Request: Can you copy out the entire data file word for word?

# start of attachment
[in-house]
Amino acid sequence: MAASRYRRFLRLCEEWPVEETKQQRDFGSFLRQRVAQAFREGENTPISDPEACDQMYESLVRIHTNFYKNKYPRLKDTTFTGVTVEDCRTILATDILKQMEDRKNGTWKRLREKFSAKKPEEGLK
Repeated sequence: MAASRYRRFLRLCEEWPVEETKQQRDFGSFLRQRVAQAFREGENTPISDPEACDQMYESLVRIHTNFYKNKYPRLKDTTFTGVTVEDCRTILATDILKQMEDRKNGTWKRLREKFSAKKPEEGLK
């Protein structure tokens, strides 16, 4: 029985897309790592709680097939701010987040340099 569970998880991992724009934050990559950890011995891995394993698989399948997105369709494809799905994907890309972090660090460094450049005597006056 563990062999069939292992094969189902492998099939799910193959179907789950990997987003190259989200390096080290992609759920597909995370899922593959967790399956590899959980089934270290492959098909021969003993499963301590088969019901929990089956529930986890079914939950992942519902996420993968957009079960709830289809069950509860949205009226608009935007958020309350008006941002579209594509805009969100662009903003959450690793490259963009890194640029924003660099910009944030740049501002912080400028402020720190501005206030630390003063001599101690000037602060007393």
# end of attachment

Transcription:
[in-house]
Amino acid sequence: MAASRYRRFLRLCEEWPVEETKQQRDFGSFLRQRVAQAFREGENTPISDPEACDQMYESLVRIHTNFYKNKYPRLKDTTFTGVTVEDCRTILATDILKQMEDRKNGTWKRLREKFSAKKPEEGLK
Repeated sequence: MAASRYRRFLRLCEEWPVEETKQQRDFGSFLRQRVAQAFREGENTPISDPEACDQMYESLVRIHTNFYKNKYPRLKDTTFTGVTVEDCRTILATDILKQMEDRKNGTWKRLREKFSAKKPEEGLK
């Protein structure tokens, strides 16, 4: 029985897309790592709680097939701010987040340099 569970998880991992724009934050990559950890011995891995394993698989399948997105369709494809799905994907890309972090660090460094450049005597006056 563990062999069939292992094969189902492998099939799910193959179907789950990997987003190259989200390096080290992609759920597909995370899922593959967790399956590899959980089934270290492959098909021969003993499963301590088969019901929990089956529930986890079914939950992942519902996420993968957009079960709830289809069950509860949205009226608009935007958020309350008006941002579209594509805009969100662009903003959450690793490259963009890194640029924003660099910009944030740049501002912080400028402020720190501005206030630390003063001599101690000037602060007393």